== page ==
By Trevor Weng
It’s April 20, 1999, a sunny school day. Two kids walk into a high school dressed in trench coats, cargo pants, and bandanas. Eric is 18, Dylan, is 17. At 11:19 a.m., they open the bag and pull out guns shooting their first bullets in the library. By 11:35 a.m., Klebold and Harris have killed 12 students and a teacher and wounded more than 20 others. Shortly after noon, the two teens turn their guns on themselves.
On the other hand, Pluto gets shot by a policeman outside the Astronomy Museum for being suspected of attacking the police. Jim (James Dean) raises his hand, showing the gun clip he had taken from Pluto, so as it turns out, Pluto had nothing but an unloaded gun on him…
One day and night in a planetarium and one warm spring day in Denver set up the stage for these two Classical Greek-style tragedies. It is as if the wall that occasionally separates space and time in these two films has been torn down: Eric and Dylan’s bullets fly across time bringing death to Pluto.
Rebel without a cause – is he, really? What leads to this devastation of youth, who creates it, and is it avoidable? For fear of sounding a little cliche, let’s say – society. The post-WWII golden age came down hard on James Dean’s generation. The U.S. was a winner that basked in its patriotism, ushering materialist abundance into the hearts of its middle class. Just as Jim’s father says in the film, “What do you want?” implying, “”What more do you want?” Yes – Jim has his own car, house and material comforts. What his parents want from him is only to continue going down the glorious road of consumerist capitalism. Jim is here a miniature model of the Baby Boomer generation. But even so, a cause is born.
When it comes to the young, parents seem to choose to neglect what we really are and need in our present, only thinking about our future and their own. But we are the ones who dream and the ones who fear. We fear becoming like them, the ones who so often forget the ongoing ills of society, e.g. terrorism, racism, and corruption in the nation they are so patriotic about. We want to be something other, newer and better. Bottom line, we want individualism because it is the nature of youth. We want to make our own mark that none of our parents or those of 50’s America could ever give us. Essentially in these two films, Rebel Without A Cause and Elephant, teenagers are looking for something that can shape them as human beings. Then they fight against social conformity.
The other, darker side of this coin could be devastating, however. The young, especially teenagers, also tend to stay in their peer groups, giving free reign to the group to drown out their individuality. Deciding to stand against this force of conformity can be dangerous. Buzz and Jim in Rebel try to use cuff racing to show off their individualism, and Buzz loses his life as a result. It’s tacitly understood that one’s own aggression easily results in being hated. To stand truly apart from the group, you have to pay the price of being an idol or a clown, and we all know the stresses of either choice. Then we keep ourselves in small groups to feel better, while we walk down endless school hallways, reflecting the feeling of being trapped.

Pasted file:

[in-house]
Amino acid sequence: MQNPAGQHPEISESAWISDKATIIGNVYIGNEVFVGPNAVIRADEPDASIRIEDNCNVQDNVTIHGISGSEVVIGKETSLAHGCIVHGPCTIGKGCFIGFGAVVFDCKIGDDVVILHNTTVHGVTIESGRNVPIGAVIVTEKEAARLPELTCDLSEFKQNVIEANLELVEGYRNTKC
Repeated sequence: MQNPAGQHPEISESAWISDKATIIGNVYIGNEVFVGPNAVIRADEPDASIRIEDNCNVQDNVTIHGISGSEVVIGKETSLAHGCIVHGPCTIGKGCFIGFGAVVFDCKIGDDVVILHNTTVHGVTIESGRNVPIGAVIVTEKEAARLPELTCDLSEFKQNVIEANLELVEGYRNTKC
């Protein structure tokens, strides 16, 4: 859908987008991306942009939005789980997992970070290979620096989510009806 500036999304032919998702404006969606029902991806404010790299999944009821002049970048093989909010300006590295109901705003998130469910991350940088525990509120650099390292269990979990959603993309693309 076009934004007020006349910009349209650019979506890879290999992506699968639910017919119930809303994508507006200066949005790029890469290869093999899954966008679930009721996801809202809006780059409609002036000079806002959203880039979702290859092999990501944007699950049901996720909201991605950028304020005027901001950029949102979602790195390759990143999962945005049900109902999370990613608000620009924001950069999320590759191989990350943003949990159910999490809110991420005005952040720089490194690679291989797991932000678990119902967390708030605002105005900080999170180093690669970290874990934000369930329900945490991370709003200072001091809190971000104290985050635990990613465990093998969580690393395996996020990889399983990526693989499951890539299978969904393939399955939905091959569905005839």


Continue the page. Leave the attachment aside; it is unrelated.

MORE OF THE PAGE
What is the “cause” of the rebellion then? We are. Both Nicolas Ray and Gus Van Sant depict the perennial conflict between youth and society. The young can resemble a dog chasing after a car blindly and then, sometimes, drawing a blank when he arrives at his “goal”. Violence against society is only an illusion of a “way out” – a means to an end that always turns out to be of little or no worth. The 50’s have ended, and we are far even from the 90’s, but which one of us hasn’t felt the pull of roaming the streets of New York City that held Holden Caulfield in its grip?
We all have. Because the elephant is always there and its identity is the imminent loss of youth.
“James Dean kept himself in a small circle; he did not care how people saw or treated him. We could even say that he did not realize the existence of the outside world…Since the day his mother passed away, he became alone, anti-sociable, and afraid of getting hurt. Eventually he backed himself down into his small world…He kept a gun with him when he first got to Hollywood for the filming of East of Eden. He didn’t talk to anyone and constantly stayed in the small dressing room. Fast forward to the last film in his career, Giant, where he would silently drive his Jeep to chase a hare in the grass during the filming process. The vanity fair of Hollywood seemed far from Dean, it seemed like there was never a place that he felt he belonged to, and none could keep a long-term close relationship with him…”